The United States and the United Nations Population Fund: A Rocky Relationship
Thirty years ago, the United States was a driving force behind the establishment of what is now the largest multilateral population assistance agency in the world, the United Nations Population Fund (UNFPA, formerly known as the United Nations Fund for Population Activities). Today, the world's largest population assistance donor country stands as UNFPA's determined opponent. In a last-minute maneuver in the massive budget deal for FY 1999, instigated by anti-family planning activists in Congress, the United States suspended its entire contribution to UNFPA.
Both the U.S. policy and its timing could not be more ironic—coming as it does even as countries around the world, including the United States, are engaged with UNFPA in "Cairo Plus Five"—a five-year review and assessment of progress made since the 1994 International Conference on Population and Development (ICPD) in Cairo. In the period leading up to that historic meeting, the United States played a critical leadership role in promoting a ground-breaking reexamination of the issue of "population." The so-called Cairo consensus that resulted, which was to be implemented through the ICPD's Programme of Action, endorsed by 180 governments, ratified the notion that economic development and efforts to stabilize rapid population growth rates are inextricably linked—and that the promotion of individual well-being, with an emphasis on enhancing the status of women, lies at the center of both. The countries participating in the Cairo conference also acknowledged the need for increased financial resources to implement these large goals, and the United States, for its part, pledged to double its support for the worldwide effort
The ostensible reason for congressional hostility towards UNFPA is the agency's resumption of a program in China early last year. The facts demonstrate, however, that the China issue provides more of an excuse than a justification of Congress' actions.
UNFPA's Unique Role
In 1969, President Richard Nixon warned Congress that rapid population growth was "a world problem which no country can ignore, whether it is moved by the narrowest perception of national self-interes
In the ensuing three decades, UNFPA has lived up to Nixon's leadership challenge, complementing the work of USAID. And, in important respects, UNFPA's role as a population assistance donor remains unique. Because its budget comes from a vast array of different, mostly governmental sources, it cannot promote the views of any one country—only its own program and philosophy (see box). Accordingly, its presence may be more welcome in some instances than that of individual governments whose aid, whether in appearance or in reality, may be motivated also by geopolitical or strategic concerns.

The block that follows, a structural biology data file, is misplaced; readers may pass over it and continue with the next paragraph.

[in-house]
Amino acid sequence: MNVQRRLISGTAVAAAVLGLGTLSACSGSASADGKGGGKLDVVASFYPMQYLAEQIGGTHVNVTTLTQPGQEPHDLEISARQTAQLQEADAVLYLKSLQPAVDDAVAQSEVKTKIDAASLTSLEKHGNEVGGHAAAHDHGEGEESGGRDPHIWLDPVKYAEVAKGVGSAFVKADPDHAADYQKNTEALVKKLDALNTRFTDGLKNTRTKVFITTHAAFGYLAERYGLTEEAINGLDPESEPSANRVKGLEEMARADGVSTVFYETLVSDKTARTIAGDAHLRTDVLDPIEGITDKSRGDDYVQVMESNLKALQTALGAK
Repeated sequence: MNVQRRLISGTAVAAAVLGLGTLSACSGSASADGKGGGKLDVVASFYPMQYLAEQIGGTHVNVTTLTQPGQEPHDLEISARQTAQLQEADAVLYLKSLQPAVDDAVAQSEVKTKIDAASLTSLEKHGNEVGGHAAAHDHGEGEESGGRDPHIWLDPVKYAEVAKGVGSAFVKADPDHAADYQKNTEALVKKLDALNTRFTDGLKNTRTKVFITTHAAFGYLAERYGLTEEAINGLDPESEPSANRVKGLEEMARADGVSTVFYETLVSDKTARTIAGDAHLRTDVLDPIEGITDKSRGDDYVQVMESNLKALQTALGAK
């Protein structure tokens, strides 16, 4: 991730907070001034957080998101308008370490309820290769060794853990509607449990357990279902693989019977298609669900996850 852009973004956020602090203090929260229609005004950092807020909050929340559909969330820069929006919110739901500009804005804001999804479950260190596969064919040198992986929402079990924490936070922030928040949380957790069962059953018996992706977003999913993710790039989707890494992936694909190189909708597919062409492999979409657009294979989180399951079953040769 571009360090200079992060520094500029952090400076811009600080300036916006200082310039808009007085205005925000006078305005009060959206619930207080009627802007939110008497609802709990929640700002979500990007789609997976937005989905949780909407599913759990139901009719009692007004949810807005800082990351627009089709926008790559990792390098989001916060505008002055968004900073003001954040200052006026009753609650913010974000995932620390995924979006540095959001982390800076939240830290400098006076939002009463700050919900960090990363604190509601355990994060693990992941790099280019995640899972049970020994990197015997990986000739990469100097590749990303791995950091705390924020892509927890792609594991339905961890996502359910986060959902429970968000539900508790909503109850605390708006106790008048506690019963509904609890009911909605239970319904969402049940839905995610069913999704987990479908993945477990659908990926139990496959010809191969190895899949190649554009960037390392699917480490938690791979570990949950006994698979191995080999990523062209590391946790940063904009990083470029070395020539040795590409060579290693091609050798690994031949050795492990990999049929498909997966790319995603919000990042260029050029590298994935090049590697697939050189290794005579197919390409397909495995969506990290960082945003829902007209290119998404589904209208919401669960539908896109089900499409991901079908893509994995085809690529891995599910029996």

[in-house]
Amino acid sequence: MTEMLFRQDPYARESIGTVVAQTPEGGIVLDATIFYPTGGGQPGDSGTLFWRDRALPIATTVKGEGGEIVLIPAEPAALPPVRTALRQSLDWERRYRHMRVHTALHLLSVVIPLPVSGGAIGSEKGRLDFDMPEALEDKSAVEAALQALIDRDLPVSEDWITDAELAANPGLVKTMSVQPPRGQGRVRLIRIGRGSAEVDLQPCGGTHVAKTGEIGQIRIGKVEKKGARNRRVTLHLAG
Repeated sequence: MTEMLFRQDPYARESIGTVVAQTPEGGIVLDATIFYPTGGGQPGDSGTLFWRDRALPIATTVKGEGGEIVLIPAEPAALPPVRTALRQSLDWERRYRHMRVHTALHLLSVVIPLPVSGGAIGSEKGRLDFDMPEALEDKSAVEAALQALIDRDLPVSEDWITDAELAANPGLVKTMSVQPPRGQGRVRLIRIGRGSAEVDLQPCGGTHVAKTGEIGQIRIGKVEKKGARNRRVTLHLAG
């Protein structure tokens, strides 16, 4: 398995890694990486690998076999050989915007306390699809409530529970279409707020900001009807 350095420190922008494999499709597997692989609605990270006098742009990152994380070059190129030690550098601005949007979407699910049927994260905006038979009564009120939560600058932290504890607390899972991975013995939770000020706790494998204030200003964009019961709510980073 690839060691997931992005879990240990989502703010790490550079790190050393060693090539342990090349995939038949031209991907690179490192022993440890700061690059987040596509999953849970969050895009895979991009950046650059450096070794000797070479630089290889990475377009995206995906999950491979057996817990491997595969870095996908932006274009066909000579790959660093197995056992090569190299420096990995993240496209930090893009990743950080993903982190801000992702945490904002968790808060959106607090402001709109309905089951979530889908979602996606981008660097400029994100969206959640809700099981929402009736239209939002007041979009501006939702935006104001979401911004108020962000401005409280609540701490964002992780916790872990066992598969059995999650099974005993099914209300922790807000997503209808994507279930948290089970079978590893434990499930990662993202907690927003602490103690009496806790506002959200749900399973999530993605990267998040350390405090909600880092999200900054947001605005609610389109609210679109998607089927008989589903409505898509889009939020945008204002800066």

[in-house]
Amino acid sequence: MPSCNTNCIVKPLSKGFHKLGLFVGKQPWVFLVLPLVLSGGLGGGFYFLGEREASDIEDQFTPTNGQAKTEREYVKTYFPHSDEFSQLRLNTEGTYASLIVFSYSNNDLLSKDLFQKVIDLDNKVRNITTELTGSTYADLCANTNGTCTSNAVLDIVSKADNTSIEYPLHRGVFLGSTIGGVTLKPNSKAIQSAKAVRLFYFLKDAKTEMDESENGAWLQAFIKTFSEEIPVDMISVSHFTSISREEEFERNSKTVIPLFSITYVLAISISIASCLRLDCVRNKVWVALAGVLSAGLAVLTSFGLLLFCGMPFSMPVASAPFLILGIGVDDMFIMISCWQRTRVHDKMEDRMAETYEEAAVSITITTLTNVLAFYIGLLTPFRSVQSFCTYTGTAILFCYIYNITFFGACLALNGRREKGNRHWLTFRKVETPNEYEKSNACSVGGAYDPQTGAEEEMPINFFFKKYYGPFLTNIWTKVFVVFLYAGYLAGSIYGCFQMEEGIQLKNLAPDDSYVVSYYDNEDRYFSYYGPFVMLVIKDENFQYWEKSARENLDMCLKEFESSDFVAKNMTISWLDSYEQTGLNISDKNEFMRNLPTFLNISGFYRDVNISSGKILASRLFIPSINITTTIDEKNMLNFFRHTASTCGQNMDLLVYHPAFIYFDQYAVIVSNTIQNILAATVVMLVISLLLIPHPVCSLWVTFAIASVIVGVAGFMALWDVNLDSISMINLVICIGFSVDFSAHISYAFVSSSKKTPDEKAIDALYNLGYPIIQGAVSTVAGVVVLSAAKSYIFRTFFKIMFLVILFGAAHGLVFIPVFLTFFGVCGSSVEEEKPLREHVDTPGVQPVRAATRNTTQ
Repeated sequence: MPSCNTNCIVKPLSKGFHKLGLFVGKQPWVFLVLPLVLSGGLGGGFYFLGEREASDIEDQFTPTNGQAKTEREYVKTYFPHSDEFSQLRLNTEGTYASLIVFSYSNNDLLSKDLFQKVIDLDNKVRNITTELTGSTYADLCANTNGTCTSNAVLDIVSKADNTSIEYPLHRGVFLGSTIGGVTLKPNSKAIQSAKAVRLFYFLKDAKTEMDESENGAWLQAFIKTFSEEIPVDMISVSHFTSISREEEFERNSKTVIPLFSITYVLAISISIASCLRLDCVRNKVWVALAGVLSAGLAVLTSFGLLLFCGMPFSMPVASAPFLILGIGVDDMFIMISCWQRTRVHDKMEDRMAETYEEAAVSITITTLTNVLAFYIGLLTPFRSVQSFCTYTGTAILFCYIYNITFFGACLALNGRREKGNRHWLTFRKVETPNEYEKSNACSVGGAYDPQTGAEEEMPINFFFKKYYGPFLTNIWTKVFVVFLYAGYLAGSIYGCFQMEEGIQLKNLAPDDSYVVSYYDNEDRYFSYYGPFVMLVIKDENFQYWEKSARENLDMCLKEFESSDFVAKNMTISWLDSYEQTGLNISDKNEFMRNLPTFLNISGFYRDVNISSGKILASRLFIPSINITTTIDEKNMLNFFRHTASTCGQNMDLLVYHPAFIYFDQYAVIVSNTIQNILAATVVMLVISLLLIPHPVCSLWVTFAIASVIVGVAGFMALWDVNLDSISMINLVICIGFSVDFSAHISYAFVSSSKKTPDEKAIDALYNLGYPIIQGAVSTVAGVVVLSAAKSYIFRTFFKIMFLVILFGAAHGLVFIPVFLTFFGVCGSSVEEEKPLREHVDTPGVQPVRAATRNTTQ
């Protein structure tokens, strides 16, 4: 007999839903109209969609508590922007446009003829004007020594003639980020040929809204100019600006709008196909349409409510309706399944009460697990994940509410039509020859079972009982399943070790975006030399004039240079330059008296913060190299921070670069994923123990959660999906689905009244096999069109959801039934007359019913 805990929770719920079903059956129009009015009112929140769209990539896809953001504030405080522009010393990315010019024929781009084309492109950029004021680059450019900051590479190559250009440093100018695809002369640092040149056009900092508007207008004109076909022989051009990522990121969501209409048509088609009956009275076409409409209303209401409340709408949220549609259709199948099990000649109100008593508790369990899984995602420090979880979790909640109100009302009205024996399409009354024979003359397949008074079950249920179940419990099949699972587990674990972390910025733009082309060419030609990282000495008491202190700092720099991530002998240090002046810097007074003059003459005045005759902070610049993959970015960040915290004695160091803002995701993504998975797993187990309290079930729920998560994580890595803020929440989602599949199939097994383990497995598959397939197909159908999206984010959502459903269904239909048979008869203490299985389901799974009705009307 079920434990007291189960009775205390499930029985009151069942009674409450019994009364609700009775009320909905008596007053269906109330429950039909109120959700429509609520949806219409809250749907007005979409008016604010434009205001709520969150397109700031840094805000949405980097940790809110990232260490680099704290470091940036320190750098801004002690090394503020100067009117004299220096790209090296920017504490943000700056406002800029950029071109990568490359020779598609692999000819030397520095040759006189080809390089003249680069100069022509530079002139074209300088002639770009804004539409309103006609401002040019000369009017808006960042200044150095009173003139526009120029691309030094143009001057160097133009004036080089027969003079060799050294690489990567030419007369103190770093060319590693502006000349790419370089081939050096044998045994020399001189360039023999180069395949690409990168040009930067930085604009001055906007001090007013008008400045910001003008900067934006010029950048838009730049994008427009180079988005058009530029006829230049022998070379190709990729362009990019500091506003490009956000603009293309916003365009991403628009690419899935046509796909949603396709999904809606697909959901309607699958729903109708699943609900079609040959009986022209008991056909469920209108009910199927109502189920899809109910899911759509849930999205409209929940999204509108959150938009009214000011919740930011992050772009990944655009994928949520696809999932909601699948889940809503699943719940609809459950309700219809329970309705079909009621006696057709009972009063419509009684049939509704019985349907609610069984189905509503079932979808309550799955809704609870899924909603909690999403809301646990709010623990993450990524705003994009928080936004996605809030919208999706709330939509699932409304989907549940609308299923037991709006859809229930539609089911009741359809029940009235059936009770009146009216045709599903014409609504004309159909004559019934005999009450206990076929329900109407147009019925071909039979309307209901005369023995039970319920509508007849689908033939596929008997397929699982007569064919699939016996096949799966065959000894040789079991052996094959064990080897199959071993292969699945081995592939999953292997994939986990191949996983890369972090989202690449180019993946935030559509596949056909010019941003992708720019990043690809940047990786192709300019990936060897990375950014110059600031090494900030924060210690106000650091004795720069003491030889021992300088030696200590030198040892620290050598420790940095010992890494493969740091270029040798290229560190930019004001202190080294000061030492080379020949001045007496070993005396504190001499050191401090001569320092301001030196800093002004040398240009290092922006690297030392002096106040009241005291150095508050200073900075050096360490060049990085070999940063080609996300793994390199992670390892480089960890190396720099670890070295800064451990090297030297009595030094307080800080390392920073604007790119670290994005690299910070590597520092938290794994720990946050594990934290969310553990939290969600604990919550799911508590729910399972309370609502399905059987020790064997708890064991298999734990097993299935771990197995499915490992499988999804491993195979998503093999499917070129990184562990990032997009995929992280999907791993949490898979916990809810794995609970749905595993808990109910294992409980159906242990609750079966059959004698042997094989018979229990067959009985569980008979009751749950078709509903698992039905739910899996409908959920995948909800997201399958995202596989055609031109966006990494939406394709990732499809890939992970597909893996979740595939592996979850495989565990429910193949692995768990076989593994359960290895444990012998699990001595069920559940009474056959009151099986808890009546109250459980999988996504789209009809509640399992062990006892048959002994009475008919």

Its Program. In FY 1997, UNFPA provided assistance in 160 countries. About half of its $290 million budget that year supported the delivery of maternal and child health care and family planning services. A major supplier of contraceptives around the world, UNFPA also devotes substantial resources toward preventing the spread of HIV/AIDS and other sexually transmitted diseases, addressing the unique reproductive health needs of young people and enhancing the status of women. Finally, UNFPA engages in data collection, research and information and education efforts to inform population-related policies and improve programs.
Its Philosophy. UNFPA is committed to the principle first endorsed in 1968 and reaffirmed at all subsequent UN population conferences that "all couples and individuals have the right to decide freely and responsibly the number and spacing of their children, and to have access to the information and means to do so." Accordingly, UNFPA condemns all forms of coercion. The agency provides no support for abortion services or activities and does not consider abortion to be a method of family planning. Cognizant of the public health toll taken by unsafe abortion, however, UNFPA is active in the effort to reduce maternal deaths through more effective treatment of the complications of unsafe abortion.
Its Governance and Funding. Governed by an executive board comprising representatives of 36 member countries including the United States, UNFPA is supported by 88 governments (making contributions in addition to their regular UN dues). Most of UNFPA's donors are developing countries, although the largest contributors are Japan, the Netherlands, Denmark, Germany and—until its recent withdrawal—the United States.
Additionally, UNFPA can, and does, provide family planning and related assistance in certain countries where individual government donors, for political or other reasons, cannot. Indeed, UNFPA is obliged to respond to requests for aid from any country, regardless of that country's political orientation, so long as the program that results is consistent with UNFPA's mission.
Finally, because of its unique character, UNFPA never would, or could, intervene in matters of national sovereignty—as Republican leaders in Congress are attempting to do by using U.S. family planning assistance as leverage to export their antiabortion ideology overseas.
Playing the China Card
The current withdrawal from UNFPA is not the first time the United States has chosen to shun the agency. In the mid-1980s, opponents of U.S. population assistance latched onto its small program in China as an excuse to defund UNFPA. In 1985, they succeeded in passing legislation that prohibited U.S. funding of any agency that "directly or indirectly" supported coercive abortion or sterilization. While the Reagan administration concluded that UNFPA's own program supported neither abortion nor coercion in any way, it did agree with the sponsors of the legislation that the agency's presence in China was tantamount to its indirectly supporting coercive practices sanctioned by the Chinese government as a result of its "one-child-per-family" policy. President Reagan cut off the entire U.S. contribution to UNFPA—then about $36 million—as of FY 1986.